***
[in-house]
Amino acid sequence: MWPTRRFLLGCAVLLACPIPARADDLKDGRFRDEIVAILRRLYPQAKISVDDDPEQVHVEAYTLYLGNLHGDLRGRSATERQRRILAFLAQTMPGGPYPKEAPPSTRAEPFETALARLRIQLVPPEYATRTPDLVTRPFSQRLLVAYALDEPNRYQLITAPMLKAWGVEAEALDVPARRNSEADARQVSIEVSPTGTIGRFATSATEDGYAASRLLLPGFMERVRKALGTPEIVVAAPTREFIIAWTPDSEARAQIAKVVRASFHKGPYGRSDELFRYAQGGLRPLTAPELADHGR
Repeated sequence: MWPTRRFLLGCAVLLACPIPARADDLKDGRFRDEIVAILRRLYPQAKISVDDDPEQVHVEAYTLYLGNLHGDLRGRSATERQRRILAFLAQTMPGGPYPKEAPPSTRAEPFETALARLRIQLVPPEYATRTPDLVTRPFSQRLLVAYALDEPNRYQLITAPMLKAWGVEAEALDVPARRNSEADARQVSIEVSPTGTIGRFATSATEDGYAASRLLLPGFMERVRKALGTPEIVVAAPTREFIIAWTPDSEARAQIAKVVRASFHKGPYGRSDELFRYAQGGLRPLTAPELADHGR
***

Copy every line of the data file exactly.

[in-house]
Amino acid sequence: MWPTRRFLLGCAVLLACPIPARADDLKDGRFRDEIVAILRRLYPQAKISVDDDPEQVHVEAYTLYLGNLHGDLRGRSATERQRRILAFLAQTMPGGPYPKEAPPSTRAEPFETALARLRIQLVPPEYATRTPDLVTRPFSQRLLVAYALDEPNRYQLITAPMLKAWGVEAEALDVPARRNSEADARQVSIEVSPTGTIGRFATSATEDGYAASRLLLPGFMERVRKALGTPEIVVAAPTREFIIAWTPDSEARAQIAKVVRASFHKGPYGRSDELFRYAQGGLRPLTAPELADHGR
Repeated sequence: MWPTRRFLLGCAVLLACPIPARADDLKDGRFRDEIVAILRRLYPQAKISVDDDPEQVHVEAYTLYLGNLHGDLRGRSATERQRRILAFLAQTMPGGPYPKEAPPSTRAEPFETALARLRIQLVPPEYATRTPDLVTRPFSQRLLVAYALDEPNRYQLITAPMLKAWGVEAEALDVPARRNSEADARQVSIEVSPTGTIGRFATSATEDGYAASRLLLPGFMERVRKALGTPEIVVAAPTREFIIAWTPDSEARAQIAKVVRASFHKGPYGRSDELFRYAQGGLRPLTAPELADHGR